When Should I Start Retirement Planning

Anthony Watson |

Knowingly or not, you started planning for retirement the minute you decided to participate in a company-sponsored retirement plan or make an IRA contribution.  Everyone knows they have to save for retirement someday.  When you are just starting, the stakes are low, and your decisions are limited to how much you can afford to contribute and how to invest the contributions and portfolio.  As time goes on and your portfolio’s value goes up and your time left until retirement goes down, the stakes begin to rise, and questions begin to form.  Am I appropriately invested?  What can retirement look like for me? How much more will I need to save?   Am I on track?  Am I taking advantage of the opportunities available to me?   This is where the need for a more formal approach to retirement planning arises and becomes more valuable.  Unfortunately, most think they don’t need or can’t seek formal retirement planning help until they are ready to retire.  This is just not true.  

Formal retirement planning can provide value far before you are ready to retire.  Formal retirement planning can help you develop your vision for retirement, quantify that vision, determine the gap between current and needed resources, and help you optimize the options available to you, including investment management, portfolio construction, and tax planning.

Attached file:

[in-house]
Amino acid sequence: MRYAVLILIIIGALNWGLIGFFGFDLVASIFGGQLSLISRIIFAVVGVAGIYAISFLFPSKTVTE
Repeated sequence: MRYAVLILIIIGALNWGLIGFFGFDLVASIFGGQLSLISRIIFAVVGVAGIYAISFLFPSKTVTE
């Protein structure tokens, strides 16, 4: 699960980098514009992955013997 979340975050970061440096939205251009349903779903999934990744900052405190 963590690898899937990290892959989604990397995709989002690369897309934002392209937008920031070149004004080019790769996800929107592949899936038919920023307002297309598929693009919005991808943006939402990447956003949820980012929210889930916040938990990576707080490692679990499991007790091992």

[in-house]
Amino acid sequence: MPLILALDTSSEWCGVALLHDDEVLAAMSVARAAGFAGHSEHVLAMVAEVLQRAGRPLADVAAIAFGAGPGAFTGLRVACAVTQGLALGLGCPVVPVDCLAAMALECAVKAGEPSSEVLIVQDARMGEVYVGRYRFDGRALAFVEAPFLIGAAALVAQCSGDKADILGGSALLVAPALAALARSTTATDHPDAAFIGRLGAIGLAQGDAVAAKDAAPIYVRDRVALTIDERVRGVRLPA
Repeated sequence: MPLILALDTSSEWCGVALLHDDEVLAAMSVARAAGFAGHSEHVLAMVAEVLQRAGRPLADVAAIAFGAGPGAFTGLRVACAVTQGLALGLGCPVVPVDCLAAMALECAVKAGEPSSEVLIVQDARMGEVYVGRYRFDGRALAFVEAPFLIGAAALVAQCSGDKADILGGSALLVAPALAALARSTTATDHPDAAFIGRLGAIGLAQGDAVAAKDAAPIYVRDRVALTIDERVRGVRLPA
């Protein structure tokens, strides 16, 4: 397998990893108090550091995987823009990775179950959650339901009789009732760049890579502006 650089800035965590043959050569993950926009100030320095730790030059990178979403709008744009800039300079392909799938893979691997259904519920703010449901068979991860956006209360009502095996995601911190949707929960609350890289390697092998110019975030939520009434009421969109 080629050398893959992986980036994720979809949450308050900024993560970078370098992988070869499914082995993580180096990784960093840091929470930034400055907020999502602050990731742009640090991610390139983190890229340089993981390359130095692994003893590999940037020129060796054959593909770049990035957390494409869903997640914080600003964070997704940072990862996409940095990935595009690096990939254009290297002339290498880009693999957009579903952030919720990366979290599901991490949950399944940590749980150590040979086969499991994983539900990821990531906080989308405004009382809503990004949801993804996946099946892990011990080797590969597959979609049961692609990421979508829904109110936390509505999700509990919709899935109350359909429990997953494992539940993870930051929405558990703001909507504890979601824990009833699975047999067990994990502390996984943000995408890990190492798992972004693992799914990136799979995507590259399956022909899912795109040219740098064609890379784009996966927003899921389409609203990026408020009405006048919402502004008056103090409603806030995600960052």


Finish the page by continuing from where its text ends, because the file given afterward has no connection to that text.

Three Factors to Help You Determine Your Answer

The answer to the question “When should I start retirement planning?” will vary by each individual based on the following three factors:

1). Confidence in Current Advisor or DIYing

Most individuals start retirement planning by themselves (i.e., Doing-It-Yourself or DIYing).  Perhaps they seek some advice from a knowledgeable friend or family member, but most cannot afford (nor do they really need) professional advice right from the start.  As wealth grows and choices grow, decision-making can become more complex, and the cost of making a less-than-optimal decision greater.  Each individual will have a differing comfort level given their risk profile and knowledge of personal finance.  People with less risk tolerance or knowledge often choose to hire a financial advisor to help them save for eventual retirement.